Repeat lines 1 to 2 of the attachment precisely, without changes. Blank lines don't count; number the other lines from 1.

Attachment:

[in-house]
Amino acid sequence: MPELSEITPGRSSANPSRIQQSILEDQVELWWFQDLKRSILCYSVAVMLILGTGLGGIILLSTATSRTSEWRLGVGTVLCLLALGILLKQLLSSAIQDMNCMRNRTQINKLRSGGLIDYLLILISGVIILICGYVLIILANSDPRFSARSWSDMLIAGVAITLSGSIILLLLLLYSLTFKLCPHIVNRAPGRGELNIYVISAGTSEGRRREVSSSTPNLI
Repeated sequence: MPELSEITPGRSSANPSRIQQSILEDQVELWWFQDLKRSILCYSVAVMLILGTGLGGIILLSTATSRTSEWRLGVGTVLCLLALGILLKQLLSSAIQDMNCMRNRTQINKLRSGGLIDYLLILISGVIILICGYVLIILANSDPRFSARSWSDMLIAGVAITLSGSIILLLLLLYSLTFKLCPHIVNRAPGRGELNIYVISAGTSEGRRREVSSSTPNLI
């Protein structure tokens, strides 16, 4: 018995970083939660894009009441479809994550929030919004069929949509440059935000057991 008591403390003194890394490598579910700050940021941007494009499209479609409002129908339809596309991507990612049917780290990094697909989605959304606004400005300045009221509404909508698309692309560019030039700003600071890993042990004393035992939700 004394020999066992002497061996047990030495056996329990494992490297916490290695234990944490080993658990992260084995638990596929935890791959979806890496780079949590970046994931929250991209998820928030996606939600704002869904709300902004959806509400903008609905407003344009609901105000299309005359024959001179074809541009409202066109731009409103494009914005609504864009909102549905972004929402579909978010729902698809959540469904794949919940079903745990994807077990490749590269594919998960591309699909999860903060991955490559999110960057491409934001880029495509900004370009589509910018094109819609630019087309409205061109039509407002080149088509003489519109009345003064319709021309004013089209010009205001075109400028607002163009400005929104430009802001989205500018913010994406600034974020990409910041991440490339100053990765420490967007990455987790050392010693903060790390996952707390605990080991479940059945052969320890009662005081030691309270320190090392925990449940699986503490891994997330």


[in-house]
Amino acid sequence: MPELSEITPGRSSANPSRIQQSILEDQVELWWFQDLKRSILCYSVAVMLILGTGLGGIILLSTATSRTSEWRLGVGTVLCLLALGILLKQLLSSAIQDMNCMRNRTQINKLRSGGLIDYLLILISGVIILICGYVLIILANSDPRFSARSWSDMLIAGVAITLSGSIILLLLLLYSLTFKLCPHIVNRAPGRGELNIYVISAGTSEGRRREVSSSTPNLI